When asked, LDS leaders declined to say what substances in coffee and tea are harmful. Instead, a church spokesman noted that for questions not addressed by church teachings "members are expected to exercise wisdom in applying the principles of good health."

The LDS Church does interpret the misuse of drugs — illegal, legal, prescription or controlled — as a violation of its health code.

Sources • Harvard School of Public Health, Mayo Clinic; WebMD; National Institutes of Health; MedlinePlus.

http://www.nlm.nih.gov/medlineplus/druginfo/natural/960.htmlhttp://www.nih.gov/news/health/may2012/nci-16.htmhttp://www.webmd.com/food-recipes/features/coffee-new-health-foodhttp://www.mayoclinic.com/health/coffee-and-health/AN01354http://www.hsph.harvard.edu/nutritionsource/questions/coffee/

Grains, veggies and meat

The Word of Wisdom also guides Mormons on what to eat — wheat, rice, vegetables and fruit. And it warns to eat meat sparingly. That's sound advice for keeping weight off and the body healthy.

Eating whole grains, instead of the refined kind,reduces the risk of cardiovascular disease and Type 2 diabetes, and it may protect against cancer. The fiber also prevents constipation.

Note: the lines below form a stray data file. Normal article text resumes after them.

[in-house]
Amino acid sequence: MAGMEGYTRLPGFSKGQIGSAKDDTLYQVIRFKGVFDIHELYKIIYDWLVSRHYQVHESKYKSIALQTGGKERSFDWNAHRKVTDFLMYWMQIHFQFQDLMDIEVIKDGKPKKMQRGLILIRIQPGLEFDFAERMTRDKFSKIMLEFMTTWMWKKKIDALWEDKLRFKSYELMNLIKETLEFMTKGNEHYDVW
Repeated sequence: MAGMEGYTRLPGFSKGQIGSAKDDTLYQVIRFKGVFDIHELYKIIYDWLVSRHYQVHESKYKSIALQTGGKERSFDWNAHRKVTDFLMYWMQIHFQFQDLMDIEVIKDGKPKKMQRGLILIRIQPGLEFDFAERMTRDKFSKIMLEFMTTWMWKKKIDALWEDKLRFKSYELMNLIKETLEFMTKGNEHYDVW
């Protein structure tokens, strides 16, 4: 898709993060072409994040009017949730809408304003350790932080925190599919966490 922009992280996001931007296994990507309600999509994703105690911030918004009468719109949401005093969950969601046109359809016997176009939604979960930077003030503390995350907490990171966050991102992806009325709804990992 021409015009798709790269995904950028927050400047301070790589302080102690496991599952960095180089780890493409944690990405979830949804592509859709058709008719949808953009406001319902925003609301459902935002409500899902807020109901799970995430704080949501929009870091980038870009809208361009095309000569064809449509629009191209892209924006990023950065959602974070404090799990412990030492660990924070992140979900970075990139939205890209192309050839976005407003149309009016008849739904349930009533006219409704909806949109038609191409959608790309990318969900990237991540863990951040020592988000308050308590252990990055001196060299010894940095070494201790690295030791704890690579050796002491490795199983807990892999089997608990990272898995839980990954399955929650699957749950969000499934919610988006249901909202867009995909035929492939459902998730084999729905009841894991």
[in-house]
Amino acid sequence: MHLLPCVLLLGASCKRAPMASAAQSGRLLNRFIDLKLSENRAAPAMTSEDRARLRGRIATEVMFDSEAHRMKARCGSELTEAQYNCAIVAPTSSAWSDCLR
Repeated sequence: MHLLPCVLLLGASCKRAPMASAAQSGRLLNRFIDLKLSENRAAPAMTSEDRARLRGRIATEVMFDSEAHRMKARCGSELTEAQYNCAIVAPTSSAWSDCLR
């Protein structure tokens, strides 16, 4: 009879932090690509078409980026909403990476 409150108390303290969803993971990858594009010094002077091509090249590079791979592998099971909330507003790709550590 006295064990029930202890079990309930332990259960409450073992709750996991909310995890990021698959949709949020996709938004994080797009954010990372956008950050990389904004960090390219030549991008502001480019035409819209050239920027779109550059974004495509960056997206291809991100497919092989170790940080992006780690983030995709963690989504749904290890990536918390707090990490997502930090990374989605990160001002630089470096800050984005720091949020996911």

Ditto for eating plenty of fruits and vegetables.

As for limiting meat, that's especially wise when it comes to red meat. Even noshing moderate amounts can increase the risk for colon cancer, heart disease and diabetes, as well as death from cancer and heart disease. Processed meats are even more strongly linked to cancer, heart disease and diabetes.

As alternatives, beans, nuts and whole grains provide protein and can protect against disease.

Folks who follow a plant-based diet tend to eat fewer calories and weigh less.

Sources • Harvard School of Public Health; http://www.meatlessmonday.com/ Mayo Clinic. http://www.mayoclinic.com/health/meatless-meals/my00752